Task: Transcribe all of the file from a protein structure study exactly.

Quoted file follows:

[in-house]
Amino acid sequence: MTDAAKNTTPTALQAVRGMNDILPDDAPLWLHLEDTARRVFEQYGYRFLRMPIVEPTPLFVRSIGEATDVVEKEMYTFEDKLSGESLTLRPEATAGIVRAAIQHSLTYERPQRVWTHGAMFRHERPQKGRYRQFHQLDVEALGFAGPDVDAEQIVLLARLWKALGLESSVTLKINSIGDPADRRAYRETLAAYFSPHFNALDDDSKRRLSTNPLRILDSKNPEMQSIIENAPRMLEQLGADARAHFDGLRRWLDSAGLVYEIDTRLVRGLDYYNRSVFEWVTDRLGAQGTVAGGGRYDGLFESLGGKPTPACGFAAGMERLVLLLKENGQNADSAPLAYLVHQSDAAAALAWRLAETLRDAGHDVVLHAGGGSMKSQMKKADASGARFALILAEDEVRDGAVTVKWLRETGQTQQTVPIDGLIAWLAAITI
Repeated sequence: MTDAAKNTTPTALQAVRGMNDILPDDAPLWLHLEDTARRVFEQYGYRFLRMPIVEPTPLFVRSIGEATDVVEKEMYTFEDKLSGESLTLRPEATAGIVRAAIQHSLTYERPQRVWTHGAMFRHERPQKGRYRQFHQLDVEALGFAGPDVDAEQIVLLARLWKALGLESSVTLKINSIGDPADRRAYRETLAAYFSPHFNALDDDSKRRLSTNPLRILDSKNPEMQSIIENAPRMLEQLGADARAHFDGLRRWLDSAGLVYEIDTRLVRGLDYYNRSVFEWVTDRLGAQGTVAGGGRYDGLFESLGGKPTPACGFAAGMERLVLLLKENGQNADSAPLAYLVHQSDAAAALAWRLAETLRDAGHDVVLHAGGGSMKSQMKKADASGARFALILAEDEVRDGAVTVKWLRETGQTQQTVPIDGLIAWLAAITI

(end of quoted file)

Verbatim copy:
[in-house]
Amino acid sequence: MTDAAKNTTPTALQAVRGMNDILPDDAPLWLHLEDTARRVFEQYGYRFLRMPIVEPTPLFVRSIGEATDVVEKEMYTFEDKLSGESLTLRPEATAGIVRAAIQHSLTYERPQRVWTHGAMFRHERPQKGRYRQFHQLDVEALGFAGPDVDAEQIVLLARLWKALGLESSVTLKINSIGDPADRRAYRETLAAYFSPHFNALDDDSKRRLSTNPLRILDSKNPEMQSIIENAPRMLEQLGADARAHFDGLRRWLDSAGLVYEIDTRLVRGLDYYNRSVFEWVTDRLGAQGTVAGGGRYDGLFESLGGKPTPACGFAAGMERLVLLLKENGQNADSAPLAYLVHQSDAAAALAWRLAETLRDAGHDVVLHAGGGSMKSQMKKADASGARFALILAEDEVRDGAVTVKWLRETGQTQQTVPIDGLIAWLAAITI
Repeated sequence: MTDAAKNTTPTALQAVRGMNDILPDDAPLWLHLEDTARRVFEQYGYRFLRMPIVEPTPLFVRSIGEATDVVEKEMYTFEDKLSGESLTLRPEATAGIVRAAIQHSLTYERPQRVWTHGAMFRHERPQKGRYRQFHQLDVEALGFAGPDVDAEQIVLLARLWKALGLESSVTLKINSIGDPADRRAYRETLAAYFSPHFNALDDDSKRRLSTNPLRILDSKNPEMQSIIENAPRMLEQLGADARAHFDGLRRWLDSAGLVYEIDTRLVRGLDYYNRSVFEWVTDRLGAQGTVAGGGRYDGLFESLGGKPTPACGFAAGMERLVLLLKENGQNADSAPLAYLVHQSDAAAALAWRLAETLRDAGHDVVLHAGGGSMKSQMKKADASGARFALILAEDEVRDGAVTVKWLRETGQTQQTVPIDGLIAWLAAITI